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Out of the Woods: Botanical Art Exhibitby Mary Jasch
Out of the Woods: Celebrating Trees in Public Gardens is the Third Triennial Exhibition of the New York Botanical Garden and the American Society of Botanical Artists (ASBA), headquartered at the Garden.
ASBA artists worked over three years to capture trees, each one cultivated by a botanical garden or arboretum. Artists around the globe found subjects in small local arboreta as well as in some of the world's most renowned botanical gardens. By working with these institutions and subjects, artists engage others in the revival of the art form. We also hope to communicate the value of plants in contemporary life.
Over 200 images were submitted to the selection jury for this exhibition, and forty-three were chosen. In the exhibition and book can be found depictions ranging from flowers to branches and bark to an entire forest floor.
Some capture the wonder we all feel looking upward through branches to the sky, or examining a fragrant fallen seedpod.
- Carol Woodin, botanical artist and Director of Exhibitions for ASBA
Four regional artists are profiled here.
The woods are nothing new to botanical artist Betsy Rogers-Knox who, like many other plant lovers and botanical artists, spent childhood years playing outdoors and a lifetime of being close to Nature.
Betsy earned an Associate’s Degree in Fine Art at Garland Jr. College in Boston, then tended to wanderlust when she and a roommate drove to Vail, Colorado, in a mustang convertible. She returned to Connecticut and attended New York’s School of Visual Arts, then went back again to Vail where she met her husband of 45 years and “followed him all around. But I was always doing art no matter where I was.”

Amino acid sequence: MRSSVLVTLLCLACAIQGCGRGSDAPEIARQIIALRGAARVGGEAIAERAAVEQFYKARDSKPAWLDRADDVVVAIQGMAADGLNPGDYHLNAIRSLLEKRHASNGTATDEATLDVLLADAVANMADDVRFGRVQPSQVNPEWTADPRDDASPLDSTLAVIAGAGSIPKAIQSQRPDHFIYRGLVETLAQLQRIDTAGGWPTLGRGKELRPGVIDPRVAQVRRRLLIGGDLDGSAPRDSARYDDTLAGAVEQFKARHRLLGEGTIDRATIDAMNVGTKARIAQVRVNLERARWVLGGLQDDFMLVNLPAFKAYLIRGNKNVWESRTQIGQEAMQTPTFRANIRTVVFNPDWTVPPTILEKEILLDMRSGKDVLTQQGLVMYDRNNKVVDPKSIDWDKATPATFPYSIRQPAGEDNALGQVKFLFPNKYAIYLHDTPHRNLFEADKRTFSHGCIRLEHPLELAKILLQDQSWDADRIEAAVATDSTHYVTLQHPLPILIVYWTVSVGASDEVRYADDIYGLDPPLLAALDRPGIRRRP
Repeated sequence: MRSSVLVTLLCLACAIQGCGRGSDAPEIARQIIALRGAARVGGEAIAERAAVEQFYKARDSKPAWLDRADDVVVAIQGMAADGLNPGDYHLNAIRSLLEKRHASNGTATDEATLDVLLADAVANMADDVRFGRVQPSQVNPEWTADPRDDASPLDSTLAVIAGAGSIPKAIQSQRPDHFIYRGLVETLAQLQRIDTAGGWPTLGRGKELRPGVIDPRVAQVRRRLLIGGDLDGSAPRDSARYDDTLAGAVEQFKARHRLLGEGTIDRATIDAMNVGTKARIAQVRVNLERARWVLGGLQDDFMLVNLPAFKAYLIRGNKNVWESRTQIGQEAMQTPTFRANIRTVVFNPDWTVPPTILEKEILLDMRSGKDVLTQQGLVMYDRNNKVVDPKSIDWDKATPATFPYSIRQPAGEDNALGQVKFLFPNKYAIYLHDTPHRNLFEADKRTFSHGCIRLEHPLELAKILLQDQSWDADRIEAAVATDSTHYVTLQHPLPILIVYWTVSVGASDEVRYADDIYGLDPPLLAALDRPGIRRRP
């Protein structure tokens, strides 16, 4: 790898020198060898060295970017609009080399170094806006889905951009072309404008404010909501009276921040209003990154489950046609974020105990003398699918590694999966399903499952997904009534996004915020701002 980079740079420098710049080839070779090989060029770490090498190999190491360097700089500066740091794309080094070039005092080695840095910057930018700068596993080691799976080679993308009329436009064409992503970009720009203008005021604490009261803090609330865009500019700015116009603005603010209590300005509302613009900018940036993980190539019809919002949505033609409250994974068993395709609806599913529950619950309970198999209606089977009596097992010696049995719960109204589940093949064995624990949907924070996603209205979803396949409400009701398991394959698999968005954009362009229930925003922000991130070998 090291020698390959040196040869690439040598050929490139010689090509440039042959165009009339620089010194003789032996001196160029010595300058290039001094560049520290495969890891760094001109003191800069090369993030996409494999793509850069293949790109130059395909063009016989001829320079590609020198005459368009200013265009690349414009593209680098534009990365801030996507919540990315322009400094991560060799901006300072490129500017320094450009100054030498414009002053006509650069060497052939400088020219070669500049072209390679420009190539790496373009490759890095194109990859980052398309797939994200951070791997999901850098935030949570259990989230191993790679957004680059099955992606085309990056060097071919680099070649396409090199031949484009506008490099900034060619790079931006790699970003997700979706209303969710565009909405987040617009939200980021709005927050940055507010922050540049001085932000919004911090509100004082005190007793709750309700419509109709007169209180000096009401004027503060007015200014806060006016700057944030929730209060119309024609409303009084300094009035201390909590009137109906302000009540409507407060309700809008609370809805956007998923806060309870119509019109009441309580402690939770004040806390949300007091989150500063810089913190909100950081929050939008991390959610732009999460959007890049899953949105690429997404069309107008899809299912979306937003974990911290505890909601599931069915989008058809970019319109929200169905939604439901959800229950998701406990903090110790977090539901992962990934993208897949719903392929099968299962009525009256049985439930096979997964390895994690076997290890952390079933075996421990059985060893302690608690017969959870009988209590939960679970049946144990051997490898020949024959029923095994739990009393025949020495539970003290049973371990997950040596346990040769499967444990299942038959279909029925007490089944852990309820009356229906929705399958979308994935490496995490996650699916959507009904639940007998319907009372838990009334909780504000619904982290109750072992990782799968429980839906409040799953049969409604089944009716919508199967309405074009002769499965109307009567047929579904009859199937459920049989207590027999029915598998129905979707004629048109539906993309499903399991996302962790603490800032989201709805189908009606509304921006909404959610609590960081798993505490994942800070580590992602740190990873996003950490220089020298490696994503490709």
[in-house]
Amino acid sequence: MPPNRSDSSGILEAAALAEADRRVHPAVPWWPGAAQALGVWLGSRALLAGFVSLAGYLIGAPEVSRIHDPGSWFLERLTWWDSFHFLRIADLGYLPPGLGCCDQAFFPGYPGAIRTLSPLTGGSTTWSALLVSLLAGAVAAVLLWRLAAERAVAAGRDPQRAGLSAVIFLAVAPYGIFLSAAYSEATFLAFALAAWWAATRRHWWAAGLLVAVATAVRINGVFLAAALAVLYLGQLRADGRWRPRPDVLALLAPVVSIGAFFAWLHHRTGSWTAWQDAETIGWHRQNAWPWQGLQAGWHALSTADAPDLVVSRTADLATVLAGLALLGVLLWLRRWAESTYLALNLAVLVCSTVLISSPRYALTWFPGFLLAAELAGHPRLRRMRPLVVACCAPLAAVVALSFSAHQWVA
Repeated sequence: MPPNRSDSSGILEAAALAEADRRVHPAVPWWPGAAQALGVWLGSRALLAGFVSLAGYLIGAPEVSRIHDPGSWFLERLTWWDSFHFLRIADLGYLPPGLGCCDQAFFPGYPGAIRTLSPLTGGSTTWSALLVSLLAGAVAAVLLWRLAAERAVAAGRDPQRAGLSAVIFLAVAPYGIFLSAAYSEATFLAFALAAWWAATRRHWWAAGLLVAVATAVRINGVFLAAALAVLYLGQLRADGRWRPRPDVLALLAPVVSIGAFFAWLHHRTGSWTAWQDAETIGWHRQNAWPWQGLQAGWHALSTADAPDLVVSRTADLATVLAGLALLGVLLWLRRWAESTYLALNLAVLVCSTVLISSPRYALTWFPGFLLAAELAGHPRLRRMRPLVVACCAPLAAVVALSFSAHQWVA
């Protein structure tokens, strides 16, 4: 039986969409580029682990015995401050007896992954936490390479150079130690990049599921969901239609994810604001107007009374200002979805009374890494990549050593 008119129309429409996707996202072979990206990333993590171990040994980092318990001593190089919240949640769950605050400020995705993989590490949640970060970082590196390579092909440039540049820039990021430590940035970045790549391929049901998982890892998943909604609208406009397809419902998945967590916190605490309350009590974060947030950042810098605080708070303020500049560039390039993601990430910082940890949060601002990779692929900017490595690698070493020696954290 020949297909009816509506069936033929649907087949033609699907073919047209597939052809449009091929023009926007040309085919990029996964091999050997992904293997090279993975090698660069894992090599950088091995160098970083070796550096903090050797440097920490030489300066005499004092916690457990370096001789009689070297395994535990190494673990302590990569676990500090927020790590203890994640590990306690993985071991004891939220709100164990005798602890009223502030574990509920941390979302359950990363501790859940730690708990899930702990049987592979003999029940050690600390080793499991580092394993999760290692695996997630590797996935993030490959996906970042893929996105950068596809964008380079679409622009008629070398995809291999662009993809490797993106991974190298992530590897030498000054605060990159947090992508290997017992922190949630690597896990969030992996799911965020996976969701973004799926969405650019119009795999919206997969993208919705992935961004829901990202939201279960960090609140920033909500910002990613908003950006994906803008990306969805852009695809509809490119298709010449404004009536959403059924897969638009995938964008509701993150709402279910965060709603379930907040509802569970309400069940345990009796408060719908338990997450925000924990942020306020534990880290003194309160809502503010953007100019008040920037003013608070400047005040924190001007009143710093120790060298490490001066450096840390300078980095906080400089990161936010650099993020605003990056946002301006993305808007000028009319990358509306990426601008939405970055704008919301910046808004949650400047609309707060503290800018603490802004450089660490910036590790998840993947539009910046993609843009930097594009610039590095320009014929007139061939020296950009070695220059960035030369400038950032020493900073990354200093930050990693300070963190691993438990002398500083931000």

They moved to Boulder, where Betsy became fascinated with wildflowers in the Rocky Mountains. One can only imagine their glory, and after experiencing “the sheer beauty of wildflowers and plants” at an exhibit at University of Colorado, she knew botanical art was her calling. “I just enjoyed drawing them." Betsy wrote a letter to Anne Ophelia Dowdien, botanical artist, to say she loved the art form and where could she learn more. Dowdien told her to go to the New York Botanical Garden.
But the couple moved to Maine and opened a B&B Inn with a small gallery where Betsy sold her watercolors of all the wild flowers that grew along the coast.
Years went by and Betsy and family moved to Litchfield County, CT, a mere two hours to the New York Botanical Garden. “I said ‘Aha! I’m close enough now. I’m going to NYBG and take their program.’” Three years later she got her certificate in Botanical Illustration, though she really got into botanical art at 20, when she “just drew plants.”